Opponents of an intercounty connector are urging the federal government to reject requests by Montgomery County Executive Douglas M. Duncan (D) and Gov.-elect Robert L. Ehrlich Jr. (R) to streamline the environmental review of the Maryland highway project.

Montgomery Council member Philip Andrews (D-Rockville), a connector opponent, wrote U.S. Secretary of Transportation Norman Y. Mineta on Dec. 12, saying the proposed highway linking Interstates 270 and 95 would cause too much damage to be considered in an expedited study.

Andrews said yesterday that the Bush administration's recent moves to ease restrictions on logging, power plants and oil drilling show that it is not a "credible entity" to do a streamlined environmental review of a major highway project.

"This is the environmental equivalent of asking the fox to guard the henhouse," Andrews said. "I don't think the skids should be greased on the ICC."

Thirteen environmental groups signed a separate Dec. 12 letter to Mineta, saying that President Bush's executive order calling for streamlined environmental reviews of high-priority transportation projects was not intended for such a controversial proposal.

The intercounty connector is one of about 70 road, transit and airport projects that state and local officials nationwide want put on the fast track. Environmental reviews, which require public comment and federal approval, can take three to five years. They analyze effects on neighborhoods, historical sites, traffic, noise, air quality, woodlands and wetlands.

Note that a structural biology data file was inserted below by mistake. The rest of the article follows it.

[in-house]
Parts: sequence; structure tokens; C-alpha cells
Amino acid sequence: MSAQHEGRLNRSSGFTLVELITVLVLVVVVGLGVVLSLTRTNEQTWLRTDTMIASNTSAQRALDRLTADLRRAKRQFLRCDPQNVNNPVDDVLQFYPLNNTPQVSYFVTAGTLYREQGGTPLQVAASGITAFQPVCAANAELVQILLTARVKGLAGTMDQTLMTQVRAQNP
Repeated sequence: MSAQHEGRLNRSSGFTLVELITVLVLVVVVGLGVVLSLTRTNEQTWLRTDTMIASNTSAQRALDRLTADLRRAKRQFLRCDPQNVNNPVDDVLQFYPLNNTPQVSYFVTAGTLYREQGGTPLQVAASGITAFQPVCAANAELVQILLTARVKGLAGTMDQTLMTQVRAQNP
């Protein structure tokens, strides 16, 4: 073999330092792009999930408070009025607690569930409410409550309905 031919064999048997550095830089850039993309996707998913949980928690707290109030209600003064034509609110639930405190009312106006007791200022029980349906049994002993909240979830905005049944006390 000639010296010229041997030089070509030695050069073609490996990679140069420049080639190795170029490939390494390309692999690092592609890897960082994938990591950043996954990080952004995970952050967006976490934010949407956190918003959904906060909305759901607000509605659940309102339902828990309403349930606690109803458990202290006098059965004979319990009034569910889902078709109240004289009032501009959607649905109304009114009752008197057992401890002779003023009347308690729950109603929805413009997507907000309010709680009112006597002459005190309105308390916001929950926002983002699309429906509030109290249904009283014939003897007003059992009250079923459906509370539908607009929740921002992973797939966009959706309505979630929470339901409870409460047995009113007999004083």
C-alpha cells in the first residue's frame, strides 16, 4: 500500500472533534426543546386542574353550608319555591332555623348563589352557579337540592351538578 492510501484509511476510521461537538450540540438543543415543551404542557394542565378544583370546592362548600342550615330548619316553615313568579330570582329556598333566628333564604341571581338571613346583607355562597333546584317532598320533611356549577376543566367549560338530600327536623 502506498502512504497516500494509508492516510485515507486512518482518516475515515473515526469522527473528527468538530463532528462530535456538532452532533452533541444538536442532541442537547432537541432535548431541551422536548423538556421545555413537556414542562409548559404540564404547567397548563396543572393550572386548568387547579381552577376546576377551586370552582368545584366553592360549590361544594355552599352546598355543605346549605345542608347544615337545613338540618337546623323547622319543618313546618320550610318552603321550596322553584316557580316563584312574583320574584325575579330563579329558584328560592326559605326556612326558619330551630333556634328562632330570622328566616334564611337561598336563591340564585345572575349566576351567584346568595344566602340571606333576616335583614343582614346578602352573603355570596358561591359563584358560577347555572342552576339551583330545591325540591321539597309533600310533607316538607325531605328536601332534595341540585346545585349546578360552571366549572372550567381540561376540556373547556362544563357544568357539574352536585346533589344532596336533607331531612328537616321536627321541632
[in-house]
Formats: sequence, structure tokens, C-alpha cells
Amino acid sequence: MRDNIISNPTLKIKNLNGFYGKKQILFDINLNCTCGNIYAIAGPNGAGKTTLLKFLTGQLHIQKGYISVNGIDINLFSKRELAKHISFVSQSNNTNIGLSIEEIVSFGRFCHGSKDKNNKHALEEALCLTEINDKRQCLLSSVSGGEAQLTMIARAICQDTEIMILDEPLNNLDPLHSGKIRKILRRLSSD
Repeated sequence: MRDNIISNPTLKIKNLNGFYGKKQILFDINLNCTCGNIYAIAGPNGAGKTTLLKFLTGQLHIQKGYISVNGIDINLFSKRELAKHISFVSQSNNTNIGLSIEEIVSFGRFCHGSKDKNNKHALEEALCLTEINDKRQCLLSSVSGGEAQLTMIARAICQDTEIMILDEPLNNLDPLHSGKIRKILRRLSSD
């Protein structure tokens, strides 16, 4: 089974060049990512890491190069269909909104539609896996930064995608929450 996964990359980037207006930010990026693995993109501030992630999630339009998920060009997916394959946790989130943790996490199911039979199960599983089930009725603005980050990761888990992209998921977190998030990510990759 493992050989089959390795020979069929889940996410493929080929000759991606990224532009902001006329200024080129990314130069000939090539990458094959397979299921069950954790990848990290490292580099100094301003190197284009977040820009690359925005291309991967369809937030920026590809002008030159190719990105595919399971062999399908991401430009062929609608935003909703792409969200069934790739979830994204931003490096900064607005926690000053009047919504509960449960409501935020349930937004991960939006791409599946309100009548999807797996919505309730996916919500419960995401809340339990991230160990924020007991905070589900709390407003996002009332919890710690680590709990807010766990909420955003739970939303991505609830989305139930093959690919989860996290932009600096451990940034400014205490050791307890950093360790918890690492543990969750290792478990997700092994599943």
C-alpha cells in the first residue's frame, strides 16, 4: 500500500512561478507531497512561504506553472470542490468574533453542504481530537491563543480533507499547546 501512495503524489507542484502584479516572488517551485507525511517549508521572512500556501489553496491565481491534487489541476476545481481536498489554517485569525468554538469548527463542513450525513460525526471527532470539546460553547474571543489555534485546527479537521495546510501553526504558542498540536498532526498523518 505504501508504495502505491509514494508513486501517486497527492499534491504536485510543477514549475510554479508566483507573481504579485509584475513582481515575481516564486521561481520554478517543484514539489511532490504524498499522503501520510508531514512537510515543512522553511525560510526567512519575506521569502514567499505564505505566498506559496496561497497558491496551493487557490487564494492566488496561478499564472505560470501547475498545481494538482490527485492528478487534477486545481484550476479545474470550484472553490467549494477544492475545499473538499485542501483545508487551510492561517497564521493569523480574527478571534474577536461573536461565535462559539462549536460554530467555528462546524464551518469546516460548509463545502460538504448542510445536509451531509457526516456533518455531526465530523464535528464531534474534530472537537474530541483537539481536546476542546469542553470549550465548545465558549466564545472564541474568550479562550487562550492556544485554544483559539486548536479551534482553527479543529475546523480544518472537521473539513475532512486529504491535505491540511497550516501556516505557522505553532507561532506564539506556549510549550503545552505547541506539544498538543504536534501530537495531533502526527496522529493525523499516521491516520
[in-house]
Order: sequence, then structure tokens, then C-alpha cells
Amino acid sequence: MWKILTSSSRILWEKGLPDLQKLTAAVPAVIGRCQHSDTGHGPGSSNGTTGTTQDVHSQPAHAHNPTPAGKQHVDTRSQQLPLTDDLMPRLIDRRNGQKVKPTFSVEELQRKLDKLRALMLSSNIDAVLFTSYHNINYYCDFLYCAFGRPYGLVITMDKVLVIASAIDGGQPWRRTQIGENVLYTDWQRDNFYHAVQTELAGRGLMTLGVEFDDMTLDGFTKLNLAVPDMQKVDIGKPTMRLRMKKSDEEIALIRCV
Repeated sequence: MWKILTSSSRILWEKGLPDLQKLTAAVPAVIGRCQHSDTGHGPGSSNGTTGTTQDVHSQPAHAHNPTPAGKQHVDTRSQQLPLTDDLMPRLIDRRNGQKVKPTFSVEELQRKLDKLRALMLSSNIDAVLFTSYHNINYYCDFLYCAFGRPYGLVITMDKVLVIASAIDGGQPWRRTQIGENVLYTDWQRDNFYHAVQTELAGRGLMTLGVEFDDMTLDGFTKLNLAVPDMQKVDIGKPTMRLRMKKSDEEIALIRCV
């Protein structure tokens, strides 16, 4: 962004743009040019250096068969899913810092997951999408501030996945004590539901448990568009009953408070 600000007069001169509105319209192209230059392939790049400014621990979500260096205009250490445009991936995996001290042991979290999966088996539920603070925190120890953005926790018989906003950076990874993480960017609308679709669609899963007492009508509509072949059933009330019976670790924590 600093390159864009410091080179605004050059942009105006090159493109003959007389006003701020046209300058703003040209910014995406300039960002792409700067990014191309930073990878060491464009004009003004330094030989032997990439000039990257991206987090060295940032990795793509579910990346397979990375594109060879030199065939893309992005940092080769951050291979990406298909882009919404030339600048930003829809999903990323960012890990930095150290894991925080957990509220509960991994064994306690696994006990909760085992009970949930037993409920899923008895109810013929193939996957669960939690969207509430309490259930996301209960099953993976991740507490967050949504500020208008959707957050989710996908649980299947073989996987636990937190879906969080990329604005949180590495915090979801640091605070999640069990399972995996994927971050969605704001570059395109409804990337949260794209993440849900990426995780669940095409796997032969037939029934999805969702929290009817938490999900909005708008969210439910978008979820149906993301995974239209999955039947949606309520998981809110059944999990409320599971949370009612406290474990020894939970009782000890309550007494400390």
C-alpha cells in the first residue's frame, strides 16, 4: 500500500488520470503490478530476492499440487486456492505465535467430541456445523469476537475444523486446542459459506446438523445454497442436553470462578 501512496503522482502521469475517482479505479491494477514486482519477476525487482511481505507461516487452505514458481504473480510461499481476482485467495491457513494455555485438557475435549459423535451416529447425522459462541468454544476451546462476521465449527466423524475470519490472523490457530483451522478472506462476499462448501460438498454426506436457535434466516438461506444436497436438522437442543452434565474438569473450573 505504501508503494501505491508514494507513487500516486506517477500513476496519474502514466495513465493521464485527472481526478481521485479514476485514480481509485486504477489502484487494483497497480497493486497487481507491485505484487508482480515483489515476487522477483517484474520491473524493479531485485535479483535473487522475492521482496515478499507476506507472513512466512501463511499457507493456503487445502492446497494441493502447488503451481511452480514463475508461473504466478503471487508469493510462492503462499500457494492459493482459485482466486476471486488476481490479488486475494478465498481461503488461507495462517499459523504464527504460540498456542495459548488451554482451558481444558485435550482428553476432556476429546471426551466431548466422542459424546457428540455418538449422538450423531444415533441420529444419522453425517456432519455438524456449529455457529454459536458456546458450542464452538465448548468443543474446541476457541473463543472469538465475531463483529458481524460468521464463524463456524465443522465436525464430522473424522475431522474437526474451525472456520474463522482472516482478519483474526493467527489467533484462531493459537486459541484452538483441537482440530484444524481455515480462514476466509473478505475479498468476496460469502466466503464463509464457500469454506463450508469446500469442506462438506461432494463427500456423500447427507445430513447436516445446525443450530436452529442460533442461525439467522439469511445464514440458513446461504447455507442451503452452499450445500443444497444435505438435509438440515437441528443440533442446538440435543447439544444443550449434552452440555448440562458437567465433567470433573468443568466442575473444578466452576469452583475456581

Mineta plans to choose the expedited projects in January, focusing on those of national or regional significance.

The connector's effects on central Montgomery's streams and forests have always been the most contentious issue in the 40-year debate over building the road. The 18-mile highway, which has been in county plans since the 1960s, would move east-west traffic through Montgomery and Prince George's counties by connecting I-270 and I-95 four miles north of the Capital Beltway. The cost has been estimated at $1.3 billion.

The project stalled in 1999 when Gov. Parris N. Glendening (D) canceled the state's environmental review. Glendening said the U.S. Environmental Protection Agency already had found that the long-preferred route would harm too much parkland, wetlands and watersheds to win federal approval.

But the outlook changed this year, when Ehrlich and his Democratic opponent in the race for governor, Kathleen Kennedy Townsend, came out in favor of the highway project. At the same time, Duncan made the project the focal point of his reelection campaign, and he successfully pushed for the election of a pro-connector Montgomery County Council.

Duncan wrote Mineta three days after the election, calling the highway the "single most important transportation project in the state of Maryland."

"I really don't understand why [connector opponents] are so afraid of us completing the environmental study," Duncan said yesterday. "They want to stop this before we have all the facts."

Ehrlich spokesman Paul E. Schurick said Duncan and Ehrlich discussed the project at length during their first sit-down meeting Monday. Ehrlich told Duncan that he would aggressively pursue getting the project on a fast track, Schurick said.

Without being expedited, Maryland officials have said, an environmental study would take two to five years, depending on whether the federal government allowed the state to update the previous one or required it to start over.

Staff writer Matthew Mosk contributed to this report.

Transportation Secretary Norman Y. Mineta to consider expediting review.